Mettis Aerospace to Serve as Testbed for World’s First Wi-Fi 6-Enabled Smart Factory Technologies

The Wi-Fi 6 Industrial Enterprise and Internet of Things trial is designed to demonstrate Industry 4.0 transformation in a manufacturing environment struggling with connectivity issues.

Mettis Aerospace CTO, David Green discusses Industrial IoT applications during site visit (Image courtesy: Mettis Aerospace Limited)

As part of its ongoing Wi-Fi 6 program , the Wireless Broadband Alliance  (WBA) – an industry association focused on next generation Wi-Fi services and interoperability – is starting the world’s first Wi-Fi 6 Industrial Enterprise and Internet of Things (IoT) trial at Mettis Aerospace Limited ’s (Mettis Aerospace’s) 27-acre West Midlands facility. Mettis Aerospace, an aerospace original equipment manufacturer (OEM) based in Redditch, UK, produces precision-forged, machined, and subassemblies for companies like Airbus SE , The Boeing Company , and Rolls-Royce Holdings plc .

Due to the size of its West Midlands facility, the company faces connectivity issues like signal disrupting industrial radio interference. As the first in a series of global WBA trials, Mettis Aerospace will test digital manufacturing technologies like multi-stream live video monitoring, real-time equipment energy monitoring, ultra-reliable low-latency communications with sensors on critical systems, and augmented reality for trouble shooting on a new Wi-Fi 6 network.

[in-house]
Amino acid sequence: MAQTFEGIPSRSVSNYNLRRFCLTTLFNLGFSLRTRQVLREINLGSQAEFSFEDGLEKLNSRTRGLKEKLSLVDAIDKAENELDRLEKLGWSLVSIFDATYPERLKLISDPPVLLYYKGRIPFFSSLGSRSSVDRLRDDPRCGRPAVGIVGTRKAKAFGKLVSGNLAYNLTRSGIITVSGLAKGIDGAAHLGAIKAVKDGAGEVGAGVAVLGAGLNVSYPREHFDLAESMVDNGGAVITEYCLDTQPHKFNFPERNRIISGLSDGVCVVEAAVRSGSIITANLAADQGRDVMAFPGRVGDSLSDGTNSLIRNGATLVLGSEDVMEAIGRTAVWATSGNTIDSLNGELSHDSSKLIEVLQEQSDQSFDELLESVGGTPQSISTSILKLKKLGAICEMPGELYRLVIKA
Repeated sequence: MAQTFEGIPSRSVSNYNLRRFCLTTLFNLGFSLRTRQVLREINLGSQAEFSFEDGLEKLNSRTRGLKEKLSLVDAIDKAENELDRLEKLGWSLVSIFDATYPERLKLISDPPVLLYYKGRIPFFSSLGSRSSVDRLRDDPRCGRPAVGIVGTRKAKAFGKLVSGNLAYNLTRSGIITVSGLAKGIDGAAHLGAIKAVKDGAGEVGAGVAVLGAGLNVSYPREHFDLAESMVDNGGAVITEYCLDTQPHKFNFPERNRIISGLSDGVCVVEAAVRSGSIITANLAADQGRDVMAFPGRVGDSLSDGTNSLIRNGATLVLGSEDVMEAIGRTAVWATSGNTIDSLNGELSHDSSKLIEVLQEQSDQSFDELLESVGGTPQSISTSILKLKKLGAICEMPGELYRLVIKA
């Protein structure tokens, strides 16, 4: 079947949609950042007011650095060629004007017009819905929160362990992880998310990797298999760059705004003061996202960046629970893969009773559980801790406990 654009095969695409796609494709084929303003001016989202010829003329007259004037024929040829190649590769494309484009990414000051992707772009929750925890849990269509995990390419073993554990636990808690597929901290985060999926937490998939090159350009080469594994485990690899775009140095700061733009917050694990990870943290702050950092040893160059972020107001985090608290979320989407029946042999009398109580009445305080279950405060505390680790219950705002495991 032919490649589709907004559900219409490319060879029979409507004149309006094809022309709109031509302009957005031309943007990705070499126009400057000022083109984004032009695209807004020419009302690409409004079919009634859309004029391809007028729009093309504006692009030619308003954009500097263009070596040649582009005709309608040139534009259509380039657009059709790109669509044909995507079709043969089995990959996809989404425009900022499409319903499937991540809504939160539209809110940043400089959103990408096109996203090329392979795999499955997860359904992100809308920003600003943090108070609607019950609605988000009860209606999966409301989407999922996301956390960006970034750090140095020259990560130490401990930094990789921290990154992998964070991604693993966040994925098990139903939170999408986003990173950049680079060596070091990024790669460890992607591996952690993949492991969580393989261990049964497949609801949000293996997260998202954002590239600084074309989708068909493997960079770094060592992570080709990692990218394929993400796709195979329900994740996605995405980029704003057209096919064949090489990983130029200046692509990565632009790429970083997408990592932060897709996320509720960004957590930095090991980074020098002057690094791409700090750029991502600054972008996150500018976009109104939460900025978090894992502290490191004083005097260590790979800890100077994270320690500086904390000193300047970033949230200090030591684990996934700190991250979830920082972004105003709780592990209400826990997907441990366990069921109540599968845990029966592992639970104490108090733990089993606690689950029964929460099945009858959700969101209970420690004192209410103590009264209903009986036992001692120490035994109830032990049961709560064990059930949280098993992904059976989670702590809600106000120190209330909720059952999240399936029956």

“We’re delighted to be the first aerospace company to trial Wi-Fi 6. By working with the WBA, we’re able to gain access to dozens of leading vendors and operators in the Wi-Fi arena,” says Dave Green, head of information technology at Mettis Aerospace. “Industrial manufacturers work in incredibly complex environments, which can make cellular technologies challenging to deploy and operate effectively. We believe that Wi-Fi 6 has a significant role to play within the 5G ecosystem, enabling a range of, cost-effective, industrial applications.”

William Kucinski  is content editor at SAE International, Aerospace Products Group in Warrendale, Pa. Previously, he worked as a writer at the NASA Safety Center in Cleveland, Ohio and was responsible for writing the agency’s System Failure Case Studies. His interests include literally anything that has to do with space, past and present military aircraft, and propulsion technology.

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